Election shakes up power dynamics
As Sam Brownback’s interest and power in Topeka waned during his final months as governor, legislative leaders stepped in to fill the power vacuum in Topeka.
But when Democrat Laura Kelly takes control of the Kansas governor’s office in January, her presence will shake up a Capitol power structure that’s been in place for years.
Under Brownback and Jeff Colyer, Republicans exercised extraordinary power, often muscling bills through the Legislature that horrified Democrats.
Those days may be over. Although Republicans still enjoy large majorities in both the House and Senate, Kelly’s ability to veto legislation will change the relationship between the Legislature and the gover- nor’s office.
The power dynamics will be different. Republicans and Democrats will take on new roles during Kelly’s time in office.
Here’s a look at a few likely power players during the new administration.
Democrats in the Kansas Legislature will find themselves playing a key role next year.
Although they’re a minority, they will exercise outsized influence because Kelly occupies the governor’s office.
For much of the past few years, a major role of Democrats in the House has been opposing legislation sought by Brownback. Through floor speeches, amendments and procedural maneuvering, they often tried to slow down or change bills.
While some of that will probably still take place, they will spend more time trying to develop compromise bills that Kelly will sign.
Take, for example, Rep. John Carmichael, a Wichita Democrat. He often speaks on the House floor and is usually quick to have a colorful comment
about the legislation or news of the day.
But the role of Carmichael — and other Democrats, too — may shift now, after several years of opposing Gov. Sam Brownback’s agenda. There will be more negotiations and attempts to compromise on legislation.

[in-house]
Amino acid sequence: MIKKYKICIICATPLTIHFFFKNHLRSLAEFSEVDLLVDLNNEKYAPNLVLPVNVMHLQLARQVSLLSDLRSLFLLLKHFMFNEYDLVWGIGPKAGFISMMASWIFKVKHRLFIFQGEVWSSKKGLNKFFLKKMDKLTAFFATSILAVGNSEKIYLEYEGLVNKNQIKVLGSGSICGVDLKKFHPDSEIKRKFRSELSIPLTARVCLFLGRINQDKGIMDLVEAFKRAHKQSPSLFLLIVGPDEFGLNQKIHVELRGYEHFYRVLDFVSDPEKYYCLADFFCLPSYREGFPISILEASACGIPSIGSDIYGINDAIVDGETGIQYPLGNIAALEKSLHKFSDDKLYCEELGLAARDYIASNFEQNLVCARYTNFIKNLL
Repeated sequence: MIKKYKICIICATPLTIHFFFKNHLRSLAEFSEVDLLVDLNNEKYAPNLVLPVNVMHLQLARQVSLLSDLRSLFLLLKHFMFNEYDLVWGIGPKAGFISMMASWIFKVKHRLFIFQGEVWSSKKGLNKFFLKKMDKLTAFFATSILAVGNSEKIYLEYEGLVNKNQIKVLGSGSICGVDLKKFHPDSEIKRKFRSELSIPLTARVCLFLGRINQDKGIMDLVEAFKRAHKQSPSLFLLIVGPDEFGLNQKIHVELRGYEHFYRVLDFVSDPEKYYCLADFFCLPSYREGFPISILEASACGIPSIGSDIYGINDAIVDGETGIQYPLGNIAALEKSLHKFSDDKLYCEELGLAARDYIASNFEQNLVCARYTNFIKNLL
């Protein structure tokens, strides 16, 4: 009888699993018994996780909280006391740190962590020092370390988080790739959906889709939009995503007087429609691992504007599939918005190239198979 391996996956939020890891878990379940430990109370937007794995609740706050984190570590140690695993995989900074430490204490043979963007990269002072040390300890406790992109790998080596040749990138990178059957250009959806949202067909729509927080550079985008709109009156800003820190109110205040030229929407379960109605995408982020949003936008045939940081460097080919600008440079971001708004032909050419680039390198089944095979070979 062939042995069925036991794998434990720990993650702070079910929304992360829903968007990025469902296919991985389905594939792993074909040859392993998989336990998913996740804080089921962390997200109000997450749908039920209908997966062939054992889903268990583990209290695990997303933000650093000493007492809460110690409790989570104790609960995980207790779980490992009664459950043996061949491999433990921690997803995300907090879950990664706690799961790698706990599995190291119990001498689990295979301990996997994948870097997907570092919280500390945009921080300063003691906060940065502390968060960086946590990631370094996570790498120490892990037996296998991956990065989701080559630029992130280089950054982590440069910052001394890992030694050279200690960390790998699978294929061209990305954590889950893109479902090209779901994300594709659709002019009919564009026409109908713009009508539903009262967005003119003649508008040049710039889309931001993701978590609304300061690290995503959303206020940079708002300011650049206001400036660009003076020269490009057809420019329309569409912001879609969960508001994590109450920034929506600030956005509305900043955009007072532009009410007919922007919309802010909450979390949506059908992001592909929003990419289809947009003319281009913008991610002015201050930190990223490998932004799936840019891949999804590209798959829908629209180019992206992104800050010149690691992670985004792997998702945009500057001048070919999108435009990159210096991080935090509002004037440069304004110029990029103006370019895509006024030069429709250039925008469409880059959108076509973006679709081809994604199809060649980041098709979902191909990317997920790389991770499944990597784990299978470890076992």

Carmichael predicts Kelly’s presence in the governor’s office will result in legislation that is overall more moderate.
“The role for Democrats will be different with a Democratic governor, and quite frankly, I think it places more responsibility on Democratic lawmakers,” Carmichael said.
On the Senate side, Democrats continue to hold nine seats. In that chamber, though, the Republican caucus remains much more divided between moderate and conservative senators.
Senate Minority Leader Anthony Hensley said neither faction will be able to get the votes needed to pass legislation without
Senate President Susan Wagle, a Wichita Republican, may be Kelly’s sharpest foil.
Wagle, a staunch conservative, is in her last term in the Senate and has been a vocal voice for conservative budgeting in the Legislature. She seems destined to clash with Kelly, who has proposed increased funding for state services.
The two have been together in the Senate for several years, but often on opposing sides.
Wagle predicts Kelly will be a liberal spender, and she cast doubt on Kelly’s hopes of expanding Medicaid.
“I know a more much more liberal Laura Kelly than the people of Kansas know, since I’ve worked with her for a few years,” Wagle said.
Wagle is promising to act as a check on Kelly, including on education funding after Kelly promised to be “the education governor.”